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Marion Syversen Marion Syversen
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I wish you a very happy retirement

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Retirement. We spend years saving and planning for these happy years. But not all of us plan well for our retirements. Because we don't plan how we'll LIVE in retirement. What do I mean?

Identity - What do we usually ask when we meet a kid? For me it's, 'What grade are you in? What subjects do you enjoy in school? Do you play a sport?'

We humans initially understand a new friend by what they do, maybe by their hobbies and other activities. But when we retire, our identity, usually so comprised of the tasks surrounding our job, no longer comes from our 9-to-5 job. Psychologists have found that the more closely an individual identifies with their work role, the harder the transition into retirement can be, meaning that in retirement you could feel loss, depression, separation from friends - a whole host of things you may not have considered.

Transition - To ease the transition from work to retirement, start thinking about your future life. Several years prior to your scheduled retirement, give serious thought to the dreams of what your ideal life in retirement would 'look' like. Have you longed to help kids, play your favorite sport or enjoy your favorite hobby? Imagine what a typical day after retirement would include. Really think about waking up, having your coffee, and then what next?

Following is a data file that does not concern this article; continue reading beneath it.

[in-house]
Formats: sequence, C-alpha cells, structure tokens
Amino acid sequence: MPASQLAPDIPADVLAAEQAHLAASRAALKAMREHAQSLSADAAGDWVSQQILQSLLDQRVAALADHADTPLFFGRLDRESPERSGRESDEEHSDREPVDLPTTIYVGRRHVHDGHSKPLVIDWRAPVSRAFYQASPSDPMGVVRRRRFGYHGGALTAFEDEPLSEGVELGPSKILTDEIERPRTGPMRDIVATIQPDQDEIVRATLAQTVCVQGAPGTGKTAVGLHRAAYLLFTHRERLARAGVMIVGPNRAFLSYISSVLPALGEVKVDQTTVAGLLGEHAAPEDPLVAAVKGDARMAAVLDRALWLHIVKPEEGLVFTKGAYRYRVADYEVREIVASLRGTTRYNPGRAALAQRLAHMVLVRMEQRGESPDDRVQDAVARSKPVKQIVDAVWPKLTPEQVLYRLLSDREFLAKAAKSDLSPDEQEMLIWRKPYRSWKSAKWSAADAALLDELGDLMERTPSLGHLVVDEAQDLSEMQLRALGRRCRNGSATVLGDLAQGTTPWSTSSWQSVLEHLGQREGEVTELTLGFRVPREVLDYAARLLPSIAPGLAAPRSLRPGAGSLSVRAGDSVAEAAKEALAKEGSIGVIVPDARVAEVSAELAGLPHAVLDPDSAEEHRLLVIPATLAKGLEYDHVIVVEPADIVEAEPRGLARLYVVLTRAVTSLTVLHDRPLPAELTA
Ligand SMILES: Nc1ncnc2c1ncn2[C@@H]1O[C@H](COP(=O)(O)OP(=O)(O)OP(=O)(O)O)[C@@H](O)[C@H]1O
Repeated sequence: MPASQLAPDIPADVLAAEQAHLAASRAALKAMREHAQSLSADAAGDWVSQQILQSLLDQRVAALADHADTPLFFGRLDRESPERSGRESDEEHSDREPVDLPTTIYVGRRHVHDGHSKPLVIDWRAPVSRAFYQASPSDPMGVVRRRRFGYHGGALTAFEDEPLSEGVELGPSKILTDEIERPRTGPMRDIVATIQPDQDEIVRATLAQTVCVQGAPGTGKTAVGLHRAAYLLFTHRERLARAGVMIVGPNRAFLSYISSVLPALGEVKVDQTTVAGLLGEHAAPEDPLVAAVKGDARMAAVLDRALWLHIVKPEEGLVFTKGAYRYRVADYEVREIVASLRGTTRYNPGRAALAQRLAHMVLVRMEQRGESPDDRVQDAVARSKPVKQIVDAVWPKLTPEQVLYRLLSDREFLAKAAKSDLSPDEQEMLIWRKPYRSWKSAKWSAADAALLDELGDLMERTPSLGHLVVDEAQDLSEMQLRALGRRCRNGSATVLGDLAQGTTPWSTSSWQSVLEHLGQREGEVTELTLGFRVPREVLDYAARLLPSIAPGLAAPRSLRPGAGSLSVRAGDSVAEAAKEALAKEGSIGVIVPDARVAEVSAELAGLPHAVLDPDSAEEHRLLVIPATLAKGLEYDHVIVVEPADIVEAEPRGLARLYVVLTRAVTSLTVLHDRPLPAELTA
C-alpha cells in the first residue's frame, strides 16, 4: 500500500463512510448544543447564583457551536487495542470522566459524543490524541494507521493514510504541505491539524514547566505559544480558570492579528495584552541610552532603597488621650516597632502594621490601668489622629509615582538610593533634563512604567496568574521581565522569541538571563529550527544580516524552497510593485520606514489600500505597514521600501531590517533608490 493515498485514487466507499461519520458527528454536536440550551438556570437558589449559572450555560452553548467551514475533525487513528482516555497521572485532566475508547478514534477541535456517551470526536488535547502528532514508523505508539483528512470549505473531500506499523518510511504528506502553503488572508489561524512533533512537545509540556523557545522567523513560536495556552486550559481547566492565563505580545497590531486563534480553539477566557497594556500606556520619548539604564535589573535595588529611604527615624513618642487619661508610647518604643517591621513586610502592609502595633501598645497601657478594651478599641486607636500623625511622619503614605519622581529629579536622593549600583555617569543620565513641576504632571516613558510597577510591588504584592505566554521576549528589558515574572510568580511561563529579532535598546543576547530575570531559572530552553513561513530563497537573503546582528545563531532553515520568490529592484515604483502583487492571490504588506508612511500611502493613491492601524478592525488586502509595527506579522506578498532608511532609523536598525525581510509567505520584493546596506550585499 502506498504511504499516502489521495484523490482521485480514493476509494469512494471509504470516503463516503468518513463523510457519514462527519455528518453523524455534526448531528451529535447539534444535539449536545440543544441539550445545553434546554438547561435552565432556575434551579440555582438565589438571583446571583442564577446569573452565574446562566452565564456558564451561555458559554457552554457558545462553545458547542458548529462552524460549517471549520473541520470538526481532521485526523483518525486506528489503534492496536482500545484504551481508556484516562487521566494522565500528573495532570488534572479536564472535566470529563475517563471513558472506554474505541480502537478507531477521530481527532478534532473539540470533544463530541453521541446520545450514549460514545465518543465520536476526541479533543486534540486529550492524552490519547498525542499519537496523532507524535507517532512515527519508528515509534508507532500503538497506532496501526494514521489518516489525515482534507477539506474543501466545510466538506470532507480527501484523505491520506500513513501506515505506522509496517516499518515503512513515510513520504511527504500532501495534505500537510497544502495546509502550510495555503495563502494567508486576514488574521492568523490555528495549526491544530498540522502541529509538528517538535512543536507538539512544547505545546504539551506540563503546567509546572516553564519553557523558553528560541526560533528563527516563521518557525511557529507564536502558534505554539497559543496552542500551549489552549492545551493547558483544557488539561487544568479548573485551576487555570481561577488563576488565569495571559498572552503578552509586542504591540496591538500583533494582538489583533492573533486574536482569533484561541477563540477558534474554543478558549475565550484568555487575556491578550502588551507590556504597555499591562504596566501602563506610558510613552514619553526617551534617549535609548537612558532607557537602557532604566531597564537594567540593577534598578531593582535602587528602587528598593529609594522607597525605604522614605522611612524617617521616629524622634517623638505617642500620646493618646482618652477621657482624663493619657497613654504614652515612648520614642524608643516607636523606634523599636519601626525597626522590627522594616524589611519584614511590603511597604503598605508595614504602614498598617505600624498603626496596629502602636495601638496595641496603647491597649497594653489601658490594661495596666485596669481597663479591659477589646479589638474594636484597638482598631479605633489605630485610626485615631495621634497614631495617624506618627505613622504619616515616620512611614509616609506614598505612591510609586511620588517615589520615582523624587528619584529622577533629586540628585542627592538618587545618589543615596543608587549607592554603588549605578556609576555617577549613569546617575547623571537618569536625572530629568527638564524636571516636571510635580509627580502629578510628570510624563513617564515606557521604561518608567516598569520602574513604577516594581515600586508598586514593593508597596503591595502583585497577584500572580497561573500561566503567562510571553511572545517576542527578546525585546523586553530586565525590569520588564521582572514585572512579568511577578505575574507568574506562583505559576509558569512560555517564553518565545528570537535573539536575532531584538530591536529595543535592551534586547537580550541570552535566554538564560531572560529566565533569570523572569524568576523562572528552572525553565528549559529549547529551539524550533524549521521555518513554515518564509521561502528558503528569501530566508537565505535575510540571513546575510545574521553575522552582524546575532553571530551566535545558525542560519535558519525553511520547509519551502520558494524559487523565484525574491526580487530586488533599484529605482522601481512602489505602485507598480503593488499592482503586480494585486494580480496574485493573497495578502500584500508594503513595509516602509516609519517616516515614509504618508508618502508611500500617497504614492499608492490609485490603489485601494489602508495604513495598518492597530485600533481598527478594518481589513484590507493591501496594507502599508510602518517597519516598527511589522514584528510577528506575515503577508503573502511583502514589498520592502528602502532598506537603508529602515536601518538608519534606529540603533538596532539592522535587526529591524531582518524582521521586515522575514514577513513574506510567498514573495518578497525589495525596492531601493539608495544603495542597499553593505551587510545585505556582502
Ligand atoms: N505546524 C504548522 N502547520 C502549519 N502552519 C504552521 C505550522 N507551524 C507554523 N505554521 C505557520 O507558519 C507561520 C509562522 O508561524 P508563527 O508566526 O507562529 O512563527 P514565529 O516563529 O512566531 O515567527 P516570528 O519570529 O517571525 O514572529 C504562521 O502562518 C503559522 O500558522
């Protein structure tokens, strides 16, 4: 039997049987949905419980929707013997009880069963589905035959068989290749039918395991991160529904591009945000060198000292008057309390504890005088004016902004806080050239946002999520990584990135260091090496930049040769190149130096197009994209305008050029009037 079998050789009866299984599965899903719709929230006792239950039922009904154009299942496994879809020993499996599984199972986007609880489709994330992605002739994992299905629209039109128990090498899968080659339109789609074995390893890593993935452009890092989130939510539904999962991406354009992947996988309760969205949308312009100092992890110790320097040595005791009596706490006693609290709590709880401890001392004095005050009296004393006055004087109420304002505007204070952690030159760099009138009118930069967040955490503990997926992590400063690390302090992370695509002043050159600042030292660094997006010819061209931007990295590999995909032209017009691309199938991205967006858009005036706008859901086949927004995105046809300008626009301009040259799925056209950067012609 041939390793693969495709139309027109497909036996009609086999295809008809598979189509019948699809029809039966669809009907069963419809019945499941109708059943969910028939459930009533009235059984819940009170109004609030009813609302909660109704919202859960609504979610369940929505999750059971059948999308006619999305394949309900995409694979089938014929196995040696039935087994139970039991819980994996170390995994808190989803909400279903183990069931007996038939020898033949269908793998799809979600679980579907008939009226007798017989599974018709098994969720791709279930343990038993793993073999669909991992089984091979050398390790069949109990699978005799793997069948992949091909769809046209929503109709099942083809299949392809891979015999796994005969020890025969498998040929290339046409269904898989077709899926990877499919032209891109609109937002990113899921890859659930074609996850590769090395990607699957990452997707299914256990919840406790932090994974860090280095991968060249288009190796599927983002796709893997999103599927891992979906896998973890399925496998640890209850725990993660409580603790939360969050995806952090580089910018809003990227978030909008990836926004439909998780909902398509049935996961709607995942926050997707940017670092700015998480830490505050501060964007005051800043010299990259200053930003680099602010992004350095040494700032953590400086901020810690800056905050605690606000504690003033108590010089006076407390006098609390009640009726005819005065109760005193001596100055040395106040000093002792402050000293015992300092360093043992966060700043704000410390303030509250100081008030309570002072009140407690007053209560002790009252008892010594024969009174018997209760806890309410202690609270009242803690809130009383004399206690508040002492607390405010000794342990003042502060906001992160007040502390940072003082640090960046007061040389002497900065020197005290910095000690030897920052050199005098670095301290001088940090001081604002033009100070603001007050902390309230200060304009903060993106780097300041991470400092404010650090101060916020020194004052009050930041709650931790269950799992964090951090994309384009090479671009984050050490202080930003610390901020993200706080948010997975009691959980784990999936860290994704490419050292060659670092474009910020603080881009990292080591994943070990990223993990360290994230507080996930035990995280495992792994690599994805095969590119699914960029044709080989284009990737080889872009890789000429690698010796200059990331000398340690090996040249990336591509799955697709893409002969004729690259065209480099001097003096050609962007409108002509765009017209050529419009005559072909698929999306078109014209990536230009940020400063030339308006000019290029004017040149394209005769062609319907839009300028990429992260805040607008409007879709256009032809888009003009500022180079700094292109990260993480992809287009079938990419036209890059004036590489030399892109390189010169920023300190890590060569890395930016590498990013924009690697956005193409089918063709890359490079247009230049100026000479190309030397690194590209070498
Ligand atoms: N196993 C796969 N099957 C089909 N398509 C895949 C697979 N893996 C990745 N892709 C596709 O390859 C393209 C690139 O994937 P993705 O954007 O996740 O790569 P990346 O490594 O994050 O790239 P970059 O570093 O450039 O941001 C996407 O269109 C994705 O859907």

Retirement can be like summer vacation when you were a student. The first few weeks with nothing to do are dreamy. But after a while, people with too much time on their hands and not much structure can get into mischief. Your first few weeks or months of retirement may include sleeping or hanging out. But for many, your former work friends and the camaraderie of being part of a team working towards a united purpose was an enjoyable part of the job. But your work friends are still working. Having something to look forward to, being part of something, gives purpose to life and shape to our days.

Retirement work' - Let's say helping kids was a passion, and that your dream job would be helping or mentoring kids. Look for ways to fulfill your dream as a volunteer. Can you imagine the joy of child care providers or schools in having someone available to assist them in a classroom with kids as a volunteer?

Is it sports that ignites your spirit? Are there leagues available to you now that you have more free time? Is community service of interest to you? Consider joining the many area service groups such as Kiwanis, Friends of the Library or the hospital auxiliary. Having a place to be, 'work' to do even if unpaid - and friends who share your passion, will give structure to your retirement and interest and fullness to your life.

It may not seem intuitive that having 'work' in retirement needs to be part of your life plan, along with a good savings plan and budget, but we have all heard stories of folks who retired and then withered away, perhaps because they were set adrift. Make a retirement plan that is more than just about income. For a long and happy life, make a retirement plan that includes your heart.


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